If you are travelling to the Republic of the Marshall Islands, whatever the reason and however long you'll be there, we encourage you to register with the Department of Foreign Affairs and Trade. You can register online or in person at any Australian Embassy, High Commission or Consulate. The information you provide will help us to contact you in an emergency - whether it is a natural disaster, civil disturbance or a family issue.
In a consular emergency if you are unable to contact the Embassy you can contact the 24-hour Consular Emergency Centre on +61 2 6261 3305 or 1300 555 135 within Australia.
In Australia, the Department of Foreign Affairs and Trade in Canberra may be contacted on (02) 6261 3305.
Natural disasters, severe weather and climate
The typhoon season is from June to December. The Republic of the Marshall Islands experiences tropical storms and typhoons throughout the year, especially in August, which can cause flooding, landslides and other disruptions to services. The direction and strength of typhoons can change with little warning. Up-to-date information can be obtained from the World Meteorological Organisation Severe Weather Information Centre, the Humanitarian Early Warning Service and the Joint Typhoon Warning Centre. In the event of severe weather you should monitor these websites and other local sources of information.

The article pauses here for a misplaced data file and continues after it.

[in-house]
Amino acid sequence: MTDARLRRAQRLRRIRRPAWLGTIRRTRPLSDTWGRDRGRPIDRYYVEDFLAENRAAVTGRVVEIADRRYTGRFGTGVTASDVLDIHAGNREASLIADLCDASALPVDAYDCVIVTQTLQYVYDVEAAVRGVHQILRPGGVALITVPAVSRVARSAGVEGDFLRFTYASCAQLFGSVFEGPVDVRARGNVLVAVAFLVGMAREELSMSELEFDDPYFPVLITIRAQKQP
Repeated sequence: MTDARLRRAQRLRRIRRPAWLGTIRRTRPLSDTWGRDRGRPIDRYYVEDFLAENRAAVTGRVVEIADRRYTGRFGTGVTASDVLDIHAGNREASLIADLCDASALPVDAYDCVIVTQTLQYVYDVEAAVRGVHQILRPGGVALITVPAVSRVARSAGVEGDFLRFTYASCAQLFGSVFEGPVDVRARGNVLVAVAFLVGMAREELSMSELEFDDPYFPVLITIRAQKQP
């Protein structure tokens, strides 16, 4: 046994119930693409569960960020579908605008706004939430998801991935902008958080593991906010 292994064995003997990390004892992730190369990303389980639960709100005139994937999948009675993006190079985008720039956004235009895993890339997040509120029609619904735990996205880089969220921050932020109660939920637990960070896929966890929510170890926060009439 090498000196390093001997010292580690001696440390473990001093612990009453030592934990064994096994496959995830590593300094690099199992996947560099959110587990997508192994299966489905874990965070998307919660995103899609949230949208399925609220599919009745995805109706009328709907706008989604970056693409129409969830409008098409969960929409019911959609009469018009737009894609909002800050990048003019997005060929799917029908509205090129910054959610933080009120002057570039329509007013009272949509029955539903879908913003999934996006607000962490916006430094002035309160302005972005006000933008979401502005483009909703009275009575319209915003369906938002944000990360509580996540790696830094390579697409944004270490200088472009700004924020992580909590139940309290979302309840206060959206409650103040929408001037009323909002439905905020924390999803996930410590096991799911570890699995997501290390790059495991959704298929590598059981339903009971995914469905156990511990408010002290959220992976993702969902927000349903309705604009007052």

In the event of an approaching typhoon, you should identify your local shelter. We encourage Australians in affected areas to follow the instructions of local authorities and monitor the media for the latest developments. Flights in and out of affected areas could be delayed or suspended. Available flights may fill quickly. The typhoon could also affect access to sea ports in the region. In some areas, adequate shelter from a severe typhoon may not be available to all who may choose to stay. Familiarise yourself with your hotel or cruise ship evacuation plans. You should carry your travel documents at all times (i.e. passport, photo identification) or secure them in a safe, waterproof location. We also suggest that you contact friends and family in Australia with updates about your welfare and whereabouts. For further information, see our Severe weather page.
All oceanic regions of the world can experience tsunamis, but in the Indian and Pacific Oceans, there is a more frequent occurrence of large, destructive tsunamis because of the many large earthquakes along major tectonic plate boundaries and ocean trenches. See the Tsunami Awareness page from the Australian Emergency Management Institute.
For additional general and economic information to assist travelling in this country, see the following links: